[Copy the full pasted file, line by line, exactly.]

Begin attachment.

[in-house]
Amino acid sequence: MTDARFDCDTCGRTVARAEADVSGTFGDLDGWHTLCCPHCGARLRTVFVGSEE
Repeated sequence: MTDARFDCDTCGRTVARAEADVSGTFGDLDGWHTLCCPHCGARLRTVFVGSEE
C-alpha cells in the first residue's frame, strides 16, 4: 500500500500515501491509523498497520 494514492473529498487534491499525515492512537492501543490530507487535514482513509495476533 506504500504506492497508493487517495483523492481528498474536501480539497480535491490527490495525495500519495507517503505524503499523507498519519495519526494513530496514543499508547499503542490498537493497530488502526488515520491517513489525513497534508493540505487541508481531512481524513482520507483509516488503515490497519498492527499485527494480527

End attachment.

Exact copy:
[in-house]
Amino acid sequence: MTDARFDCDTCGRTVARAEADVSGTFGDLDGWHTLCCPHCGARLRTVFVGSEE
Repeated sequence: MTDARFDCDTCGRTVARAEADVSGTFGDLDGWHTLCCPHCGARLRTVFVGSEE
C-alpha cells in the first residue's frame, strides 16, 4: 500500500500515501491509523498497520 494514492473529498487534491499525515492512537492501543490530507487535514482513509495476533 506504500504506492497508493487517495483523492481528498474536501480539497480535491490527490495525495500519495507517503505524503499523507498519519495519526494513530496514543499508547499503542490498537493497530488502526488515520491517513489525513497534508493540505487541508481531512481524513482520507483509516488503515490497519498492527499485527494480527